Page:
How many times have you been sat in a meeting that could have easily been an email? Catching up face-to-face has its benefits, but the reliance on regular catch-ups and meetings can really interfere with your ability to get on with your day job.
Now, a study has confirmed that when we have meetings spread across a day, it messes with our productivity and actually makes us think we have less time in the day. Over the course of eight studies, both online and in real life, the researchers found that free time seems shorter to people when it comes before a task or appointment on their calendar.
"We seem to take a mental tax out of our time right before an appointment," said Selin Malkoc, co-author of the study and associate professor of marketing at The Ohio State University's Fisher College of Business. "We figure something might come up, we might need some extra time, even when there's no need to do that. As a result, we do less with the available time."
In one of the online studies, Malkoc and her colleagues asked 198 participants to imagine they had a friend coming over to visit in one hour, while others were told they had no plans for the evening. All participants were asked how many minutes "objectively" they could spend reading during the next hour and how many minutes they "subjectively" felt like they could spend reading during the same time.
"Regardless of whether they had a friend coming by or not, participants said they objectively had about 50 minutes available to read," Malkoc said. "That's an amazing finding right there. Most people didn't think even objectively they had a full hour to read. People are putting a little 'just-in-case' time into their schedules when there is no real reason to do that."
When asked how much time they felt they had to read - the subjective measurement - those who had a friend visiting felt that they had 10 more minutes missing in their hour, dropping their free time down to 40 minutes.
These results were then echoed in real-life studies. The researchers asked the online participants to send their diary details for the following day and told them to detail how much time they would need before each task to prepare.
Each of the participants was then offered the opportunity to take part in either a 30-minute or a 45-minute study on that day. The 30-minute study paid $2.50 and the 45-minute study paid $5. For some participants, the study was scheduled in one hour before they said they had to start getting ready for their next appointment. For others, their slots were not scheduled against other appointments. Even though they had enough time to finish the 45-minute study, participants who had an appointment an hour later were "significantly more likely than the others to choose the 30-minute study" over the 45-minute one.
"It was clear they would have plenty of time to finish and have extra time before their next appointment, but they still were more likely to choose the 30-minute study - even when there was a clear financial incentive to choose the longer study," Malkoc continued.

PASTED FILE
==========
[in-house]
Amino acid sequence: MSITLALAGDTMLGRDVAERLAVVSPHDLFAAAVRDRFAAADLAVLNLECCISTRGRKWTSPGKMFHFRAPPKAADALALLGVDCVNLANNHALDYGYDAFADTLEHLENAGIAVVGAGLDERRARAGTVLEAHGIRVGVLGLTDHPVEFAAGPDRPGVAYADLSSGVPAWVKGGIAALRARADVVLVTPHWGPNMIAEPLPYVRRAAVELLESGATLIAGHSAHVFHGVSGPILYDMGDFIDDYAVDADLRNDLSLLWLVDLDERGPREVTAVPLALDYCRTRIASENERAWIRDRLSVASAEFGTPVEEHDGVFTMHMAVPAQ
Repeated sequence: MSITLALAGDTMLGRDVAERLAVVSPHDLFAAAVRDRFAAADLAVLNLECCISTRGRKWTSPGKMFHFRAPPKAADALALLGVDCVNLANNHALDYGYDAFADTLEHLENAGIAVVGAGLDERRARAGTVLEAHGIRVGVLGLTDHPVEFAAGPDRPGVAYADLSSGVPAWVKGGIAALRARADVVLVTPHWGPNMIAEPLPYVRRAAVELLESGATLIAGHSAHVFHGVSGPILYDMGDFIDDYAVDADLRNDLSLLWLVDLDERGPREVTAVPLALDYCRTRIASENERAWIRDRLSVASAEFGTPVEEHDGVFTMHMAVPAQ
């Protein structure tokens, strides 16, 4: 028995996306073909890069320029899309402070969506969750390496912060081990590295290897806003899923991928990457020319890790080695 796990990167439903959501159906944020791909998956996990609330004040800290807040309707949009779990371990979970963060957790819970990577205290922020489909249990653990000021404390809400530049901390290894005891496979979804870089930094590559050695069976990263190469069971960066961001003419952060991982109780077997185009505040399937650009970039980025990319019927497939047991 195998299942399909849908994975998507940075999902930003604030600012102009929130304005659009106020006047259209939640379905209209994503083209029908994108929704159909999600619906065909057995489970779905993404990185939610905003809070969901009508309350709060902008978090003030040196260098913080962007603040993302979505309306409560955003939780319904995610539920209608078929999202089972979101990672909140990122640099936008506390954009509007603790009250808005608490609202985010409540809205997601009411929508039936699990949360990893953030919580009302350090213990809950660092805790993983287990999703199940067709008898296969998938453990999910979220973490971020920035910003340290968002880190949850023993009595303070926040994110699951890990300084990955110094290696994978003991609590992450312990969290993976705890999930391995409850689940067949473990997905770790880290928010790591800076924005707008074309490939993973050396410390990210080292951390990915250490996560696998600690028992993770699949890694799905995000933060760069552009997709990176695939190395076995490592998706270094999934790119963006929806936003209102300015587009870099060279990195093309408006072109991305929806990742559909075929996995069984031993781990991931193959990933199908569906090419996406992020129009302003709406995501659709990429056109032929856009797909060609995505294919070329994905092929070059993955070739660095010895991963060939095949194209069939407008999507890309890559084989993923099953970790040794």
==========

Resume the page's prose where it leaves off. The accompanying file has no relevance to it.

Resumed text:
A follow-up study then found that people also seemingly get more done when they don't have a scheduled task hanging over their heads. The researchers told 158 college students that when they arrived at the lab, study sessions were running faster than expected.
Some participants were told they had about five minutes before they could get started and were given permission to do whatever they wanted before getting started. Others weren't reminded about their upcoming task and were simply told they had about five minutes to do whatever they wanted. After the time passed, all participants wrote down what they did during the interval, including sending texts, checking emails and scrolling through Twitter.
Those who weren't reminded they had an upcoming task performed more activities - an average of 2.38 - than those who were told they had a task soon - an average of 1.86. "You don't feel like you can get as much done when you have a task coming up soon. The time seems shorter," Malkoc explained. These findings suggest that looming tasks on our calendar make us less productive.
"We feel that if we have a meeting in two hours, we shouldn't work on any big projects. So we may spend time just answering emails or doing things that aren't as productive," Malkoc continued.
This could explain why, on days when we have meetings spread throughout, we feel like we haven't accomplished much because we're not maximising the time in between those meetings.
One solution, the researchers suggest, is to try to stack all your meetings together. "That way, you have longer, uninterrupted times when you feel you can tackle the bigger projects on your agenda."
The study is published in the Journal of Consumer Research.
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